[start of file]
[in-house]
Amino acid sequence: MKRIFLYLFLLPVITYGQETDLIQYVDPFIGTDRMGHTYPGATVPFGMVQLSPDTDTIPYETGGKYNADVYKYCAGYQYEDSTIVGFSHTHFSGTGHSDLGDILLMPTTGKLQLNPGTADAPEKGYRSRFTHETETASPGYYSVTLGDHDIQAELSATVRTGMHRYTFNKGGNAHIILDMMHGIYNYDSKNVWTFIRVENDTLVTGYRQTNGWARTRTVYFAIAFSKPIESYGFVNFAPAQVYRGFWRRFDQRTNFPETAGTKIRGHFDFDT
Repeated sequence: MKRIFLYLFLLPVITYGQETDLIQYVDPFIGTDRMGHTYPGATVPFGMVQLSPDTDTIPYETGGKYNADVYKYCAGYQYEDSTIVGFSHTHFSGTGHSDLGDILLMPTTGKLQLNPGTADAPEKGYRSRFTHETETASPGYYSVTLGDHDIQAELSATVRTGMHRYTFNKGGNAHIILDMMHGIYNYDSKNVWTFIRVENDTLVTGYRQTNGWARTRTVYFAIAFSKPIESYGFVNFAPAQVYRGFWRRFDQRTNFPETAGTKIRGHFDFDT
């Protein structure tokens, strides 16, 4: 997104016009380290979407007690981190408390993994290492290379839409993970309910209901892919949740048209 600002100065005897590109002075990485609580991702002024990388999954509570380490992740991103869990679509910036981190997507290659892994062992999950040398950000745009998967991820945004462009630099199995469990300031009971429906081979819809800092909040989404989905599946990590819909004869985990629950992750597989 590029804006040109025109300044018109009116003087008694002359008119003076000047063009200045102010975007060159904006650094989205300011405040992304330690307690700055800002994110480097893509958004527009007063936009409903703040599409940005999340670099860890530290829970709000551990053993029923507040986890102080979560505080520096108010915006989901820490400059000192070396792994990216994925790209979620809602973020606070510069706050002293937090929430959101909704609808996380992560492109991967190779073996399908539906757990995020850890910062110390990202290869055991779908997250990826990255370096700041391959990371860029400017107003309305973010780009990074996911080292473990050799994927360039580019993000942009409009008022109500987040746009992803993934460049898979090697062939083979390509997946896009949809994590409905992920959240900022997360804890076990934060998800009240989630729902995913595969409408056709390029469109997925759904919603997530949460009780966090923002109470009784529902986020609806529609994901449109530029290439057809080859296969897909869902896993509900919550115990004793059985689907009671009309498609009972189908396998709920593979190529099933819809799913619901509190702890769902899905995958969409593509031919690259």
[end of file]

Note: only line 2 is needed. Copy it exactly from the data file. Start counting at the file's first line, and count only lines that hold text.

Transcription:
Amino acid sequence: MKRIFLYLFLLPVITYGQETDLIQYVDPFIGTDRMGHTYPGATVPFGMVQLSPDTDTIPYETGGKYNADVYKYCAGYQYEDSTIVGFSHTHFSGTGHSDLGDILLMPTTGKLQLNPGTADAPEKGYRSRFTHETETASPGYYSVTLGDHDIQAELSATVRTGMHRYTFNKGGNAHIILDMMHGIYNYDSKNVWTFIRVENDTLVTGYRQTNGWARTRTVYFAIAFSKPIESYGFVNFAPAQVYRGFWRRFDQRTNFPETAGTKIRGHFDFDT